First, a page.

May 24th, 2016
‘Make-up for humans’ is the tagline we were greeted with when investigating Sara Hill‘s eponymous line of make-up. A full spectrum of colours and products, Sara’s work in fashion and editorial make-up was clear from her products. She’s worked as both a magazine Editor and a celebrity make-up artist, started a make-up school and worked at international fashion weeks. Intrigued, we reached out to Sara to talk about her line of products, as well as what sets her style and vision apart from others.
WP: What is it about the medium of make-up which sparked your passion?
SH: It was the transformative and story-telling qualities that I was drawn to the most. I love my job. I’ve done it for almost 20 years and I love that every day is different.
WP: Did you do any formal training? If so, where?
SH: I trained for three years in Scotland, then went to the London College of Fashion for a short course in media make-up.
WP: Whose work inspired you originally, and who inspires you now?
SH: Rick Baker, the king of special effects, originally sparked my passion for make-up. Now, as I work in fashion, Alex Box, Kristen Piggott, Pat McGrath, Isamaya Ffrench and Val Garland are my idols.
WP: How did your own range of make-up come about?
SH: I wanted to create products that I could use on my celebrity clients and on photoshoots which worked just the way I wanted them to. My dream was a brand that my fellow make-up artist friends could use and enjoy. It’s an independent, cruelty-free brand that took me ﬁve years to create.
WP: What are your top three products from your range?
WP: When you’re not using your own product, what brands/products do you always keep in your kit?
SH: Even though I have my own brand I still carry many other brands in my kit, I’m a make-up addict after all! I love NARS, Tom Ford, Illamasqua and Armani make-up. Although I have my favourites I think every brand has their own particular something that they do really well.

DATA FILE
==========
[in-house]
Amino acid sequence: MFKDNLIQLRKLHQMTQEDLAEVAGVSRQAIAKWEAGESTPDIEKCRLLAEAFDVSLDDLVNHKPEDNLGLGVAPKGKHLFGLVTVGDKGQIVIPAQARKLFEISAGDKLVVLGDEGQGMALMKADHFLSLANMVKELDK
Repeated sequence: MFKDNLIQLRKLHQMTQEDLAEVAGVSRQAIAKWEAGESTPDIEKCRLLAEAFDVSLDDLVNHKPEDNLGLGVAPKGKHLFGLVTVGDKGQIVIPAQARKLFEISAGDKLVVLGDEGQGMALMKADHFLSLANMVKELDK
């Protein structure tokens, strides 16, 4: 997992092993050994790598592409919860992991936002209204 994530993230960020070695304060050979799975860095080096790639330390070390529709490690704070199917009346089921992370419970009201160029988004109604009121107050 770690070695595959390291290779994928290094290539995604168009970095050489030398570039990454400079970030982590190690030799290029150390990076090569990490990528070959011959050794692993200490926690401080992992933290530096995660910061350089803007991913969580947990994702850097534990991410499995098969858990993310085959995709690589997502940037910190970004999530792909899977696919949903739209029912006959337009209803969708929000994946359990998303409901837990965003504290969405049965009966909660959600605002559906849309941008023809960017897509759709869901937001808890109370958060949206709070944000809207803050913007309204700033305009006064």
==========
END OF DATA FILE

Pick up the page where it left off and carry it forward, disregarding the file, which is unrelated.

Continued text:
WP: What’s the best piece of advice you received about the make-up industry?
SH: Don’t give up, it’s a long game.
WP: It can be difﬁcult to make the transition from student or assistant to a solo artist – how did you make the jump? Do you have any advice for students on how to establish themselves?
SH: Work really hard and say yes to everything. It’s important to be professional at all times; arrive early, not just on time. Come fully prepared and stay alert throughout the job. I always approach any job as a team effort, so if a cup of tea needed to be made, or a photographer needed help holding a light, I’d be there giving a hand without question.
Eventually there comes a point when you’ve made a lot of good connections and you’ve taken your portfolio to the next level where you suddenly ﬁnd yourself working with great photographers and models, and you know it’s for your own skill.
WP: Your brand is described as being ‘make-up for humans’ – what is it about the industry which you feel doesn’t encapsulate this message already?
SH: The beauty industry and cosmetics are typically aimed at woman. It deﬁnitely has a very select message for each sex and I felt that this separation creates an imbalance. It tell us that woman should look one way and men should look another, and I disagree with that. We’re all human. Make-up, for me, is about self-expression, art, transformation. It should be fun. I would love to live in a world where everyone felt that they had the right to do what they want with their face, without any judgement, and that right should be available to all.
WP: What does the rest of 2016 hold for you?
SH: I have some incredible new products coming out. Little Pop is an amazing concealer that easily glides across and covers any skin surface, and that’s our latest release. It contains coconut oil which is hydrating and gives a smoothing effect. Then there is my Make-up Academy in Scotland, which has been open for five years now. We have just expanded from Glasgow and Aberdeen to include Edinburgh too. It’s very exciting!